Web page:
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Reno rocking his famous flared wetsuit.

Reflections on Reno Abellira

As Reno Abellira fights for his life in hospital, we look back at his halcyon days.

It seems being a once celebrated pro surfer does not guarantee you a safe and prosperous journey through life.  The surfing world was shocked by reports earlier in the week that Hawaiian surfing legend Reno Abellira had been hospitalised with life-threatening injuries after he was assaulted in Honolulu.

Abellira was a flamboyant surfer, influential shaper, musician, big-wave rider and fierce competitor but had in recent years struggled with homelessness.

His competitive high-point was a famous victory in the 1974 Smirnoff Pro at Waimea, in 30ft waves. 

Below, Phil Jarratt reflects on a time when Reno was a defining figure in pro surfing.

The story below by Phil Jarratt ran in the printed edition of Tracks in 2017.

By the time he arrived in Australia for the 1975 pro events, pint-sized Reno Abellira was the most Oz-savvy foreign surfer on the gipsy tour, a guy who had travelled far and wide and surfed waves that the other visitors didn’t even know existed.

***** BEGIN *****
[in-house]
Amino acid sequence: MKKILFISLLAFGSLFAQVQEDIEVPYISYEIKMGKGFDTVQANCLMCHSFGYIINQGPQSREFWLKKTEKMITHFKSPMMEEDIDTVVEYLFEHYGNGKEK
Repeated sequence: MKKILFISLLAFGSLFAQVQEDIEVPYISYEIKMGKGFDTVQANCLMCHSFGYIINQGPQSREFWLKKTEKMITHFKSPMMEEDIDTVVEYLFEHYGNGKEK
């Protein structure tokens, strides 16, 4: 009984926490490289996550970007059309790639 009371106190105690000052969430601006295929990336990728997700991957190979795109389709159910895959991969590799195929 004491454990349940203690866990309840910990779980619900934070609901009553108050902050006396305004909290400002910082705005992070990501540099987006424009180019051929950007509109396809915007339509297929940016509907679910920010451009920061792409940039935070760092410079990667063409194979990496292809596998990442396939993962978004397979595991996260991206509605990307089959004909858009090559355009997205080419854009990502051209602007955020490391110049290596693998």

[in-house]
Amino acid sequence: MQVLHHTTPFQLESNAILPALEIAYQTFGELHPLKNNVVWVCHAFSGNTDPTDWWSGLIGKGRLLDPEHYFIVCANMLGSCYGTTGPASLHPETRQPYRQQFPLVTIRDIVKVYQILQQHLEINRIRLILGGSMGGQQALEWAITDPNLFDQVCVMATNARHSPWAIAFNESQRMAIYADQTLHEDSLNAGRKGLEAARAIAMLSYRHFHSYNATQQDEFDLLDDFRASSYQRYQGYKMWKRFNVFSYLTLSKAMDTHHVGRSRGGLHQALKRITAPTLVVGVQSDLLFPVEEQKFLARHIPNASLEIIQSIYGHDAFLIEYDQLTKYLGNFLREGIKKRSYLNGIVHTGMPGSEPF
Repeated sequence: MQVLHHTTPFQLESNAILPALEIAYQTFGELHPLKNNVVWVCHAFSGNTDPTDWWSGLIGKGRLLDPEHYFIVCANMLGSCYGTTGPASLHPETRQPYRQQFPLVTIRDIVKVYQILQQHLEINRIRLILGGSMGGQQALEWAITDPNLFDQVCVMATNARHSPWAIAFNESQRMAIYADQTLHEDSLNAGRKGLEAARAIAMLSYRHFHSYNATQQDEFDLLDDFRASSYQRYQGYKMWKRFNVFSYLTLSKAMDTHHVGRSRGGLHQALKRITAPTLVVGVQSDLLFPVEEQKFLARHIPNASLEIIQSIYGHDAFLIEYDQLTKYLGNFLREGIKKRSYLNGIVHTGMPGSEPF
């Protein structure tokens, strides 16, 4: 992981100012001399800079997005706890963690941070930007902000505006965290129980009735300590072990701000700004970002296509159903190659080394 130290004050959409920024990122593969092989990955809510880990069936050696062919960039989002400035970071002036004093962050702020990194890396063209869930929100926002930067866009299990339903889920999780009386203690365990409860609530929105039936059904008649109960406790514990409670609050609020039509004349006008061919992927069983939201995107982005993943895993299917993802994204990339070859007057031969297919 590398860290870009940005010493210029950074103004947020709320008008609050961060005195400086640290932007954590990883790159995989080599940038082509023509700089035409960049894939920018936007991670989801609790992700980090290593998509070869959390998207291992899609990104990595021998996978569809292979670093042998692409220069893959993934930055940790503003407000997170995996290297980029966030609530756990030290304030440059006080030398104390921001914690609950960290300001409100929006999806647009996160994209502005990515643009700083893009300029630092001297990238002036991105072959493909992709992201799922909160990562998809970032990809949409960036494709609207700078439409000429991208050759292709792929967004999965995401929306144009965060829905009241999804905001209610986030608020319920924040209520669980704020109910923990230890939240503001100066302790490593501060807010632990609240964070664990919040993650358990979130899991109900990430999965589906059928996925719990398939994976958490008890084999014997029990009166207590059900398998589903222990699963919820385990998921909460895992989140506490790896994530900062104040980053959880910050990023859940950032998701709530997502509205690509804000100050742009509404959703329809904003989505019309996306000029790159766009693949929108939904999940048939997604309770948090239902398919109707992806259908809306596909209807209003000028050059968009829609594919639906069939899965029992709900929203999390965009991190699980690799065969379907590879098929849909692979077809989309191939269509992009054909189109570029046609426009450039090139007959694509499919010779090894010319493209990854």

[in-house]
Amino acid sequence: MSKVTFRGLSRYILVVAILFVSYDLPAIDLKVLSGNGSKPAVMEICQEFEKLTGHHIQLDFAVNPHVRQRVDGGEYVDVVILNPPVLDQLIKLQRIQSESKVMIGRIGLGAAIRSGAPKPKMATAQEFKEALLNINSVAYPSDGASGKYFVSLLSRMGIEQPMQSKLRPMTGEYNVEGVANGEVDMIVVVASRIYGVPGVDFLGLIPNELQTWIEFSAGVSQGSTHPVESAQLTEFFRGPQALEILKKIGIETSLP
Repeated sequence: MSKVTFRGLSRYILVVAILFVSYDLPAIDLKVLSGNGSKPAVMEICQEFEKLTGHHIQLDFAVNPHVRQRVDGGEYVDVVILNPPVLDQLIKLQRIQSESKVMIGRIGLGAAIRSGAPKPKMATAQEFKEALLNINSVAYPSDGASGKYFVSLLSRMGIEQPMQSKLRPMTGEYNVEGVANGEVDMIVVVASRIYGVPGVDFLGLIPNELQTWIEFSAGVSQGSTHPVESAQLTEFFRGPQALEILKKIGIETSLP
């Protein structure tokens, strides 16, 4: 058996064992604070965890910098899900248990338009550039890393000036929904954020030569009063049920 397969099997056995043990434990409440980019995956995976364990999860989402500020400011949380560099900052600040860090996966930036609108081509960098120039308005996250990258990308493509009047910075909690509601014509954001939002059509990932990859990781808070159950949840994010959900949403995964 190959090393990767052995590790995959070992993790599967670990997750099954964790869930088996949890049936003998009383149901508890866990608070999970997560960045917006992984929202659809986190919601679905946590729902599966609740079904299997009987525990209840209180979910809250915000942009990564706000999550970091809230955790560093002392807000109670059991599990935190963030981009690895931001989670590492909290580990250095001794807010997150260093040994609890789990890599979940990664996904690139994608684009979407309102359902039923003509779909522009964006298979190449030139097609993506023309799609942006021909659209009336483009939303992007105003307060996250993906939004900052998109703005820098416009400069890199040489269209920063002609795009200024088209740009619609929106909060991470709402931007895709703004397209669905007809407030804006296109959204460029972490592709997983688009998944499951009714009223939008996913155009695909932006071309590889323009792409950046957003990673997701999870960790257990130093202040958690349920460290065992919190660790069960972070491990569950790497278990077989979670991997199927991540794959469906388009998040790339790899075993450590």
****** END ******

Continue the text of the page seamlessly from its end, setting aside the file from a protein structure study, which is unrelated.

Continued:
Reno had first come as a very junior member of the Hawaiian team to compete in the 1970 world titles in Victoria, but he had already made friends with some of Australia’s leading surfers and photographers through his outstanding performances on a scaled-down Brewer pintail gun at Honolua Bay in the 1968 season, and later that year at the world titles in Puerto Rico, where he, Russell Hughes, Wayne Lynch and Nat Young were the standout progressive surfers, riding a wide diversity of equipment.

In 1973 Reno had visited Australia again with his new bride, Joanne, at the instigation of film-maker Paul Witzig, who had invited him to be part of the cast for a wildly ambitious surf and travel feature called Rolling Home. This was the movie where Evolution met The Leyland Brothers, with an unlikely crew of students/ hippies/surfers touring the backblocks of the country and free-surfing at remote breaks like Cactus. Those who were on the expedition say that Reno could be difficult at times, but that his acid-fuelled yoga sensibilities, learnt at the temple of the master himself, Dick Brewer, fitted perfectly with the ethos of the project.

Reno, travelling with the Hawaiian team to Australia in the 70s. (Left to Right: Larry Bertlemann, Reno, Gerry Lopez, Buzzy Kerrbox and Randy Rarick.

By the time he returned for the big-money 1974 pro season, however, Reno’s hip pocket nerve was more in play than his hip persona. He was here to win money, man! And with the 2SM/Coca Cola Bottlers Surfabout (offering the biggest prize purse in surfing’s history) joining the Rip Curl Bells Pro for a two-event “tour”, he wasn’t the only one with his eyes on the prize. As it turned out, Michael Peterson wanted the wins (and the money) more than anyone that year, and when he on, he was unstoppable. But astute observers noted that Reno Abellira was the most serious competitor, a guy who backed up his natural ability and fluid style with game plans, strategies, set-timing, psychology and the smartest contest quiver anyone had seen.